attempt to explain the continuities and discontinuities in Armenian
poetry over some two thousand years. It is an excellent taster to
Manoug Abeghian's immense and immensely valuable and sometimes hugely
controversial work collected in 10 large volumes (from Volume 7 of the
10 Volume Collected Works, Yerevan, Armenia, 1966). Abeghian was an
enthusiastic and erudite specialist in ancient Armenian mythology,
folklore and classical literature. This short overview is an exemplar
of a body of work flooded with perceptive and enlightening literary
and historical analyses, observations and judgements.

The advent of Christianity in Armenia in the 4th century and the
emergence of literary Armenian in the 5th at the initiative of and
within the jurisdiction of the Christian Armenian Church, terminated a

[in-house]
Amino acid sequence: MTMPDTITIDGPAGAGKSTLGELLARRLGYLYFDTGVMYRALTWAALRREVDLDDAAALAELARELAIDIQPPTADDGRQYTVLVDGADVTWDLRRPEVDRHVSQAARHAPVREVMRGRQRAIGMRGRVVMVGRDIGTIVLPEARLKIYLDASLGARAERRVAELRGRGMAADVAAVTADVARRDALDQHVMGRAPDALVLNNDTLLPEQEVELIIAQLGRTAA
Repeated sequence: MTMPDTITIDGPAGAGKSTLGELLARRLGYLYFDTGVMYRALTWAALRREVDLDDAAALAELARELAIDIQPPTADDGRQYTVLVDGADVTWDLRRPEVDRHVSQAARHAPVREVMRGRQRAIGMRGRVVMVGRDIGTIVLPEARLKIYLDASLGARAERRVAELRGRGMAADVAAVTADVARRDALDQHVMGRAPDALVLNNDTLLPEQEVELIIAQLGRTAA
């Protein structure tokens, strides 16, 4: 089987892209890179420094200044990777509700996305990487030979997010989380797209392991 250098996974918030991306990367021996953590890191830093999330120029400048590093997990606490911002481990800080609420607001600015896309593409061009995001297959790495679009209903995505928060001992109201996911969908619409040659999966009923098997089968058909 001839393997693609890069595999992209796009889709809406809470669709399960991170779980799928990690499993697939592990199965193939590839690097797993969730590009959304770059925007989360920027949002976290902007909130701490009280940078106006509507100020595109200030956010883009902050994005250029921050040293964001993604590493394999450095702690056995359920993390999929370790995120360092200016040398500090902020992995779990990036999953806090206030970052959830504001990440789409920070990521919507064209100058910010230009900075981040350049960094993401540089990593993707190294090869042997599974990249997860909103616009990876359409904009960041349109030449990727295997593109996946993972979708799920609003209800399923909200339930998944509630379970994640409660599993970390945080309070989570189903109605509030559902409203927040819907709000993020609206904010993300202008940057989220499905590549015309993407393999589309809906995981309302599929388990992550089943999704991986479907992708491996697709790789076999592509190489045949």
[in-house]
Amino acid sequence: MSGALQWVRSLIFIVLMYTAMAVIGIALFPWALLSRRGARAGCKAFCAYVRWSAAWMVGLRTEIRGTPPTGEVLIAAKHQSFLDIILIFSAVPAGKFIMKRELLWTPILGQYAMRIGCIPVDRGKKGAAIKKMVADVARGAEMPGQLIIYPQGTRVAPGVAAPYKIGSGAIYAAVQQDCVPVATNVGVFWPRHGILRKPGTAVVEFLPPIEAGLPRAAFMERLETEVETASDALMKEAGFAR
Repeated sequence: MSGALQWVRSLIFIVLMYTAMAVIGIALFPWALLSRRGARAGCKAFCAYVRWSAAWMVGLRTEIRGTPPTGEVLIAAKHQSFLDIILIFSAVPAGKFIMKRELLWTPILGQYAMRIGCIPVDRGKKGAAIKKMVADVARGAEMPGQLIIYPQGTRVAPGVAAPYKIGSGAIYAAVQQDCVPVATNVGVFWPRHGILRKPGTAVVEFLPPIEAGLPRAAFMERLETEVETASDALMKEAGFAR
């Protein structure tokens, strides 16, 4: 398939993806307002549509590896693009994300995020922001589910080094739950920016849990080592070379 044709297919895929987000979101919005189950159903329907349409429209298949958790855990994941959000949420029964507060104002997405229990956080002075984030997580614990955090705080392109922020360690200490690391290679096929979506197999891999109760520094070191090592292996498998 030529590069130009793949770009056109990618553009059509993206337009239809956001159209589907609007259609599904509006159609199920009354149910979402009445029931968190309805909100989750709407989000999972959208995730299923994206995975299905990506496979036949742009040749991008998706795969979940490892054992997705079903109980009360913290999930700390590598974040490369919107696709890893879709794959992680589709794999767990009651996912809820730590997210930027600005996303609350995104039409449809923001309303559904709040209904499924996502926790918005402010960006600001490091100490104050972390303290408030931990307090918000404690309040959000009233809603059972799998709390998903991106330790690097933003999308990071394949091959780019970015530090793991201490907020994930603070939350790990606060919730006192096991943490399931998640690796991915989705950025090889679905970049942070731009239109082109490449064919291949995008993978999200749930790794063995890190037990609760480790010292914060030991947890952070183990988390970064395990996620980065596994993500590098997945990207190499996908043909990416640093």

rich secular pagan poetic tradition. Consisting of mythology, epics
and `odes of joy and of sorrow' this tradition, whilst influenced by
Assyrian and Persian culture, was essentially born of the Armenian
struggle for statehood. Thus we have the stories of Hayk's epic battle
against Bel when establishing the Armenian nation, the fables and
stories of Aram, of Dork the Ugly, of Ara the Beautiful and Shamiram and
much else besides. The creation of the Armenian alphabet in conscious
opposition to all this represented a first qualitative discontinuity
in Armenian intellectual and cultural history. A militant Christianity
declared war on and destroyed not just the foundations but virtually
the entire legacy of this poetry.

Abeghian argues that had the secular nobility played a leading role in